Illegal immigrants using churches to stage sit-ins in Belgium are turning the houses of worship into virtual mosques, says Paul Belien in the online Brussels Journal.
Belgian Roman Catholic bishops have opened up 20 churches and chapels to illegal immigrants who mostly are Muslims.
Although Belgian law requires the illegals to be expelled, the bishops are joining in the effort to pressure authorities into granting amnesty.
Some of the illegals have displayed banners heralding the name of Allah, including one that hung in the church of Our Lady of Perpetual Succor in Brussels.
Belien comments: "The Belgian bishops are so ignorant that they do not see what is going on: Their churches are being turned into mosques before their very eyes."
The movement gained momentum in late March when 119 asylum seekers were given residence papers after a hunger strike.
But Sunday, Belgium`s Interior Minister Patrick Dewael refused to give in to the demands despite an escalation of protest, insisting the majority of illegals should not expect to gain residence.
"Most of them simply don`t come into consideration for asylum or regularization," he told the television show "De Zevende Dag." "Often, they have not lodged an application, initiated no procedure or were given a negative assessment years ago."
Catholic bishop Luc Van Looy of Ghent said the church leaders don`t want the law to change "but want it applied more efficiently and more quickly so that people without (official) papers don`t have to live for years in uncertainty."
Dewael has called the many hunger strikes blackmail.
Belien says that while "Western Europe is turning Muslim, its Christian churches are committing suicide."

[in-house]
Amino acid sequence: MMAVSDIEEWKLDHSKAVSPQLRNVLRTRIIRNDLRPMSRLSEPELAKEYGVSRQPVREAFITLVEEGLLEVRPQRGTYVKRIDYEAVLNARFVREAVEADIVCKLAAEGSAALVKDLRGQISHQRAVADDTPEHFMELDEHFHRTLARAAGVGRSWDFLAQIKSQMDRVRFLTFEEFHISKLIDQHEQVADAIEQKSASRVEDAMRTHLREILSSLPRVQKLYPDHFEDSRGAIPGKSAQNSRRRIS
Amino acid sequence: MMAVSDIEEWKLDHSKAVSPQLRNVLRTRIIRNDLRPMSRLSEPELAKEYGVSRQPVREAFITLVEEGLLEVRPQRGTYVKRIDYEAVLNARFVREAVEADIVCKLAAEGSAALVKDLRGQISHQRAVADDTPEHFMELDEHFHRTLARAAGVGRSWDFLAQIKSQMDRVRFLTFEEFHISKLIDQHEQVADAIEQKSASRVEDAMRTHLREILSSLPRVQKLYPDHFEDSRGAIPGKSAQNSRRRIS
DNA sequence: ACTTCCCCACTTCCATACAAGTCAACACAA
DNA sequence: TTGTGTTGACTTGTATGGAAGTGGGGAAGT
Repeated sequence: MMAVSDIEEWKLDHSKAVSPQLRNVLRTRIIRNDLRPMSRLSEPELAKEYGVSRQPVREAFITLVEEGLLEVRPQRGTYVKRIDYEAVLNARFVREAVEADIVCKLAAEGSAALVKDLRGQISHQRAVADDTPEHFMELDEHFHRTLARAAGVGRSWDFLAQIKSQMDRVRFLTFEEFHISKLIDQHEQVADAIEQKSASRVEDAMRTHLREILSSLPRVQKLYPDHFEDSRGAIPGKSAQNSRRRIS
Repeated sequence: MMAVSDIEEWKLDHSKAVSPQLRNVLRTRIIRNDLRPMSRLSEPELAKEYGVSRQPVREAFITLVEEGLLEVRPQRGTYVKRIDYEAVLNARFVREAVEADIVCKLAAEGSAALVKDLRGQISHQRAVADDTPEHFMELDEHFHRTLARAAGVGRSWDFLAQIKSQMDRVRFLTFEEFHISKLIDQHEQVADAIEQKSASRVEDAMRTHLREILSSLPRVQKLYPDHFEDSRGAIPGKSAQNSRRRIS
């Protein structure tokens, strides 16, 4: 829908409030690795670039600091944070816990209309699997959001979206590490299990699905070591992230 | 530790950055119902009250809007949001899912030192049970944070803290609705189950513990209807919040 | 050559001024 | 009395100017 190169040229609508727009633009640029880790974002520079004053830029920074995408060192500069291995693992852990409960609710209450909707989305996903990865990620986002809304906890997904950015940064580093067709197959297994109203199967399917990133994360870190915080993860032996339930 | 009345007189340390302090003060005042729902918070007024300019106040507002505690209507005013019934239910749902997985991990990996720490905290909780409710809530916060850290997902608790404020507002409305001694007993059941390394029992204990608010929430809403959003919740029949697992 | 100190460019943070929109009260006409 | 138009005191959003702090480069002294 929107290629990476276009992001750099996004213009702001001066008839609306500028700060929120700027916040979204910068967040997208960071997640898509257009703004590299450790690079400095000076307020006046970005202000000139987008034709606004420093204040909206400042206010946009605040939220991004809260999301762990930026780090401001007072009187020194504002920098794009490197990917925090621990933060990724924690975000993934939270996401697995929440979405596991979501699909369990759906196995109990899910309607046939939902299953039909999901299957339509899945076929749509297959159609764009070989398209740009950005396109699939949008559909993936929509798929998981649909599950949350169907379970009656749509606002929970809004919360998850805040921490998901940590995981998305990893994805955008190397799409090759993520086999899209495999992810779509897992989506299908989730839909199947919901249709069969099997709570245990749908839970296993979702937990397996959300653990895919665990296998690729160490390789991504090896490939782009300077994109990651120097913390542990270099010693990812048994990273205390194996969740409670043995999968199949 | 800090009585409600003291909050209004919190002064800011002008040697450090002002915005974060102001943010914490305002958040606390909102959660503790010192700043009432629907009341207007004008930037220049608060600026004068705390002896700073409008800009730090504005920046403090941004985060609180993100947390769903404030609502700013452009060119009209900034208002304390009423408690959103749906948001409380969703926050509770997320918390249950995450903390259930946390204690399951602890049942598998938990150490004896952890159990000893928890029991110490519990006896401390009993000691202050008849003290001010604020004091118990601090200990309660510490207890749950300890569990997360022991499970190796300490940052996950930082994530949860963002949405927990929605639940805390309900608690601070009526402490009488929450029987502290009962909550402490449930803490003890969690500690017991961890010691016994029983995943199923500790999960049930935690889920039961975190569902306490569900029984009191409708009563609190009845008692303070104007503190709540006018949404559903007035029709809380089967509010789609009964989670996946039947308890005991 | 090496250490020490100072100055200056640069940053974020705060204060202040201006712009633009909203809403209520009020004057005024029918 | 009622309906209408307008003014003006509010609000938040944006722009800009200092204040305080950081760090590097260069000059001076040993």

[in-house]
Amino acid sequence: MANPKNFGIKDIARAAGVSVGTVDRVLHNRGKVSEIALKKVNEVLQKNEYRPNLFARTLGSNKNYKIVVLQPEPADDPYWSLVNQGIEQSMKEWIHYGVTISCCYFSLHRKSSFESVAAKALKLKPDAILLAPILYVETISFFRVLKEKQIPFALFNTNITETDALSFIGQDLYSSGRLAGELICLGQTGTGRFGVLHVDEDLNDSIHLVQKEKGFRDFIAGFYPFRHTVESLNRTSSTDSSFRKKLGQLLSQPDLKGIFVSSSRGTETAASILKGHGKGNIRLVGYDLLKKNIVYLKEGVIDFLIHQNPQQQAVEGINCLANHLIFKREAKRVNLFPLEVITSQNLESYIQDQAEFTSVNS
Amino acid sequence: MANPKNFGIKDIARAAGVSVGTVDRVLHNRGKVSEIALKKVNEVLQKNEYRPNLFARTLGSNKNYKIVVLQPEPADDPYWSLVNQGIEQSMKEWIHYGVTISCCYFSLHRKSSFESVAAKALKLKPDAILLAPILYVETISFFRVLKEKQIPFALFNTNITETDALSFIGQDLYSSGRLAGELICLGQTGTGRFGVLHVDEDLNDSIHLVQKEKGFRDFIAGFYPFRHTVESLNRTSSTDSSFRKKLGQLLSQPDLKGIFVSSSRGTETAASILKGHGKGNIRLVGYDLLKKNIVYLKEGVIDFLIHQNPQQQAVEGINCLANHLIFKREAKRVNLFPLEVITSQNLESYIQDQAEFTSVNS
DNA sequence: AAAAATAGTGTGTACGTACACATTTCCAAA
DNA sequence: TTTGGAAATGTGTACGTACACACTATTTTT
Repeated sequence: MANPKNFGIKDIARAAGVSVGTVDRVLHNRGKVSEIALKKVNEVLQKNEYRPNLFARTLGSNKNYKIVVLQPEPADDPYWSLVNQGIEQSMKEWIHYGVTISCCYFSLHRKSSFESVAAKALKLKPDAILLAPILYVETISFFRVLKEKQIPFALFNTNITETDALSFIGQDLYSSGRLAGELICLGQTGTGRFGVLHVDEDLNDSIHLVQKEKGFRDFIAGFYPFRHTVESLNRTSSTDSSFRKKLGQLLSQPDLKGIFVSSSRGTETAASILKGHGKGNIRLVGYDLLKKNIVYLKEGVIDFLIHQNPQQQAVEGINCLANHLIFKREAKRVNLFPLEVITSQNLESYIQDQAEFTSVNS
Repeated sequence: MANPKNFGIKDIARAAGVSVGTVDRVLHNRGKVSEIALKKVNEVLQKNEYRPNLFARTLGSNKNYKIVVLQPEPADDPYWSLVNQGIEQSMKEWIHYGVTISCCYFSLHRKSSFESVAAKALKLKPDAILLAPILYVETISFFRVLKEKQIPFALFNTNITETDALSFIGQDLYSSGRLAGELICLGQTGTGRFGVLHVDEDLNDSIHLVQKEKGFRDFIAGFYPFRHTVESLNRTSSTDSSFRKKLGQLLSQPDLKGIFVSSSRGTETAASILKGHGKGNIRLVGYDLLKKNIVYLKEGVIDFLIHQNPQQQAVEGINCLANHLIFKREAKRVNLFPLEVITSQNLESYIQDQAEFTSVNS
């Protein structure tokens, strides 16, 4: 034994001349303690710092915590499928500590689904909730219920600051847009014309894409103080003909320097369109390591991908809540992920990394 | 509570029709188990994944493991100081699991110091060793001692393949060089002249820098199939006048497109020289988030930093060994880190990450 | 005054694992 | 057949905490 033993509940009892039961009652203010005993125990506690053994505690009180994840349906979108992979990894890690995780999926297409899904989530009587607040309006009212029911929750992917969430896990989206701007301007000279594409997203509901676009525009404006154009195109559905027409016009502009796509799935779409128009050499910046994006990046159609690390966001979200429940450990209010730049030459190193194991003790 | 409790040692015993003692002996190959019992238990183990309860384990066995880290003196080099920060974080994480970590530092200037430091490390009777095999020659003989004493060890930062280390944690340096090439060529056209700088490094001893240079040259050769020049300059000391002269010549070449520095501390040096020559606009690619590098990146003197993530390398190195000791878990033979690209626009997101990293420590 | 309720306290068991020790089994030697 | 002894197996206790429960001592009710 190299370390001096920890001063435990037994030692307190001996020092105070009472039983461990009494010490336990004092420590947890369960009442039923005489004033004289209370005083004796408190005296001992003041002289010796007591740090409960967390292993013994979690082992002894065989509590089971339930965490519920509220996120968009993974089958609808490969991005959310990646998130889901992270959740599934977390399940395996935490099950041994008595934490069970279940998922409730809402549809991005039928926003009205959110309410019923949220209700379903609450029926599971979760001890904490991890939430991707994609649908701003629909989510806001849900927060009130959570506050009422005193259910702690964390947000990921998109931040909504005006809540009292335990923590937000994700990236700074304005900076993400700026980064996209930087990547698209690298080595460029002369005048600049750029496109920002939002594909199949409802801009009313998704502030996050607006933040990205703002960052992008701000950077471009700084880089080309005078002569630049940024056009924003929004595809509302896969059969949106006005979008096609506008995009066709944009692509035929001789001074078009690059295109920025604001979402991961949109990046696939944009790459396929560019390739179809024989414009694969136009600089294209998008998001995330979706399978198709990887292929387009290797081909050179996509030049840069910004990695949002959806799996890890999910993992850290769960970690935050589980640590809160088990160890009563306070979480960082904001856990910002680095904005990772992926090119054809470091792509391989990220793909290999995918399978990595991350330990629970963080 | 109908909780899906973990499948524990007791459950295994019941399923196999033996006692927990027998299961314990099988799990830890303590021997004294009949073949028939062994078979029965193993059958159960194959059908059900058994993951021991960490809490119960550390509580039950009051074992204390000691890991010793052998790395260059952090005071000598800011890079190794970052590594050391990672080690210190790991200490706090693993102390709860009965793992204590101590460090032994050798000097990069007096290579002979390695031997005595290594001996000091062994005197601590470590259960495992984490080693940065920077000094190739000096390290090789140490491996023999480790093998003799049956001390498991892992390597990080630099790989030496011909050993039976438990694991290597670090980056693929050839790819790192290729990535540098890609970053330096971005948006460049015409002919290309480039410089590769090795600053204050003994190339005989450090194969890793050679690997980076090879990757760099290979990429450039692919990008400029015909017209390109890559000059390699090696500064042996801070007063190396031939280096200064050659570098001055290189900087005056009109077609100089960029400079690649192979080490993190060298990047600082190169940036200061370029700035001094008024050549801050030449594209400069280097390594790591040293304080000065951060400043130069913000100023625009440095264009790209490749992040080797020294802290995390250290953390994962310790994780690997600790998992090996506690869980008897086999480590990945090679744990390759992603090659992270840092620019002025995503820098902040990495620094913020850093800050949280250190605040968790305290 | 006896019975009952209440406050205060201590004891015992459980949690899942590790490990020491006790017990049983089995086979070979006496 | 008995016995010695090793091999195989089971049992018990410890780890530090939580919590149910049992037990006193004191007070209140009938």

"A Muslim would never allow his mosque to be turned into a dormitory for non-believers."
Some church leaders, such as Fr. Christian Wynants of Church of St. Giles in Brussels, have insisted they had no knowledge beforehand that the illegals intended to occupy their buildings.
The National Catholic Reporter said last month a group of about 50 mostly illegal African migrants occupied the Church of St Giles.
"At the very least, it is a lack of manners," Wynants said.
Police eventually removed them from the church, according to the Catholic paper.
Ali Bouchrouk, an Algerian who has a residency permit but whose wife does not, told the National Catholic Reporter the strategy is simple.
"We are in a Catholic country, thus we occupy churches. If we were in Algeria, we would occupy mosques."
Eric de Beukelkaer, spokesman of the Belgian bishops` conference, said church leaders were "uneasy" about the "systematic nature" of the occupations and disapproved of occupations conducted without the prior agreement of the parish priest, according to the Catholic paper.
Elsewhere in Europe, Catholic and Protestant churches are at the forefront of protests against a crackdown on illegal immigration.
The church leaders say their activities are not coordinated but simply a response to Jesus Christ`s command to care for strangers.
"There are pages of the Bible that we can`t just tear out," said Bishop Georges Pontier of La Rochelle, France, according to Reuters.
Austen Ivereigh, spokesman for London Cardinal Cormac Murphy-O`Connor, said it`s "an essential part of Catholic social teaching."
Churches also have stood behind illegal immigrants in Germany, the Netherlands, Switzerland, Italy and Ireland.